The CDC, the surgeon general and, until recently, even major medical societies and doctors, have been slow to counteract misinformation spread by vaccine protesters, Hotez said. That unwillingness to engage the anti-vaccination crowd could have disastrous consequences, he said.
“Future measles outbreaks, deaths from the flu,” Hotez said. “We’re condemning a generation of women to cancer,” he said, referring to the HPV vaccine, which protects against cervical cancer, as well as cancers of the anus, penis and throat.
At the center of these aggressive protests and actions is Joshua Coleman, who claims a vaccine injury confined his son to a wheelchair. Coleman — who was charged with willful cruelty to a child in 2015 related to a fight over a parking spot at a local elementary school — organizes events like the one that targeted Hotez, and provides templates for the black and red signs emblazoned with vaccine misinformation that have been a staple of recent protests.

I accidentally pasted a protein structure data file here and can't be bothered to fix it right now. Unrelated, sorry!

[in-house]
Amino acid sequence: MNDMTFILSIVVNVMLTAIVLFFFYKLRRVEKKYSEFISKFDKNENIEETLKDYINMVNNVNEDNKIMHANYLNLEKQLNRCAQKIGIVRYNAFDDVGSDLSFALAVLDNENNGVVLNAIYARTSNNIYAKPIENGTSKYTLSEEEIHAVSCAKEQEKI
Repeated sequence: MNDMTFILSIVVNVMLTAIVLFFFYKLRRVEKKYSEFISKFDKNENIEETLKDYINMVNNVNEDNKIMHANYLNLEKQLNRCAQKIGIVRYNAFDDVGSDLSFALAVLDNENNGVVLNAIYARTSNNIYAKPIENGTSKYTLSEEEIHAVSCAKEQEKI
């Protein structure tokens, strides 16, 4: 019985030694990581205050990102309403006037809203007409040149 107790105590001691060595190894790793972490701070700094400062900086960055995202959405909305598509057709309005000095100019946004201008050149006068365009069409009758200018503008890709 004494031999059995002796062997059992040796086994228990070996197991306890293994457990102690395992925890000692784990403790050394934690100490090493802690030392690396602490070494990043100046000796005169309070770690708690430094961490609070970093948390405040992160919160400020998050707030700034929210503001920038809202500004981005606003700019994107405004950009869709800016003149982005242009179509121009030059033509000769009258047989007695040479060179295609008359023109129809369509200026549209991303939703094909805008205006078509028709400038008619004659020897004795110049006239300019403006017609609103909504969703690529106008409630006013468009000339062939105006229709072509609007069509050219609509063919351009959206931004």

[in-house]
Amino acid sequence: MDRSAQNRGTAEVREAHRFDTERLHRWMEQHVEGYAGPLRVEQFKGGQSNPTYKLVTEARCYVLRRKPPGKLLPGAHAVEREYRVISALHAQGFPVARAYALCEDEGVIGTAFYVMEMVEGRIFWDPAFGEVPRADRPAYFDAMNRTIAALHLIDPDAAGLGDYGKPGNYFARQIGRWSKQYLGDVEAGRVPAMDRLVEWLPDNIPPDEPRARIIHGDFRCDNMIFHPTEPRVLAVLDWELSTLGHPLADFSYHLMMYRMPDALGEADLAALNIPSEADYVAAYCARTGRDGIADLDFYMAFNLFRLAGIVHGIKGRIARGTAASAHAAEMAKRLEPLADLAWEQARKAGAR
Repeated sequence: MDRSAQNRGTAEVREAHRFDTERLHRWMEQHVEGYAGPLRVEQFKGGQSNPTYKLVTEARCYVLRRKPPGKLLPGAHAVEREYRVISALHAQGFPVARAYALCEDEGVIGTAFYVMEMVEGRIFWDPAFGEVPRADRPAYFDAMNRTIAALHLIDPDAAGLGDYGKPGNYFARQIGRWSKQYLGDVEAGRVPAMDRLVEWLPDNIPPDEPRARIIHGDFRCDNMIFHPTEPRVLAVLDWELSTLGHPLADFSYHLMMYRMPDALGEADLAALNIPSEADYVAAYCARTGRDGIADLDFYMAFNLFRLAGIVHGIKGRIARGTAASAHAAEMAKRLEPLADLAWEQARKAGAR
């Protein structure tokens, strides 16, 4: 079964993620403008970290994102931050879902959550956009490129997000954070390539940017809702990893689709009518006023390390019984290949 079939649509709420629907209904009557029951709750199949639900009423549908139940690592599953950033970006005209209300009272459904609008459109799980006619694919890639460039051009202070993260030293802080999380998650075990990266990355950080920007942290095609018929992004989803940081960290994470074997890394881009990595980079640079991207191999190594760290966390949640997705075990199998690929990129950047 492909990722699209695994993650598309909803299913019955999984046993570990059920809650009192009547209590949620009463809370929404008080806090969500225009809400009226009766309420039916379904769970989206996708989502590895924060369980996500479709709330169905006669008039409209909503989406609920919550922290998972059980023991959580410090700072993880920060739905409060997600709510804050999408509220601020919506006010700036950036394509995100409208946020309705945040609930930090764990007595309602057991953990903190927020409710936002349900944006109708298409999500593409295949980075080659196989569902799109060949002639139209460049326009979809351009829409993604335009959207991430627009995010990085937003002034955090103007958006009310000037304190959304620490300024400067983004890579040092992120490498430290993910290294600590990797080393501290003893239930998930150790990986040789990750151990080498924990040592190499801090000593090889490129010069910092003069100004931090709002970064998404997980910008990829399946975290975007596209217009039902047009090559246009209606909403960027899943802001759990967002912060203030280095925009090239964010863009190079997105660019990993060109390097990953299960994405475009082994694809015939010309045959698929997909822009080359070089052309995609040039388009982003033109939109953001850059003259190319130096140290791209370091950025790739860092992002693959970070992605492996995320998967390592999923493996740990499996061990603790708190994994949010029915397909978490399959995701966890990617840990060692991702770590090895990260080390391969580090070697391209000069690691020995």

Vaccine advocates have likened the newer protests to publicity stunts from the Westboro Baptist church — offensive signs and sometimes costumes, paired with harassment of passers-by at events the media is already covering. Events in Times Square, at Disneyland, and at the premiere of the movie Frozen II, which stars the actress Kristin Bell, an outspoken supporter of vaccinations, have been counted as successes and shared widely by the anti-vaccine community on their Facebook and Instagram pages. Bell is a favorite target; activists recently crashed the unveiling of her star on the Hollywood Walk of Fame and interrupted her appearance on The Jimmy Kimmel show.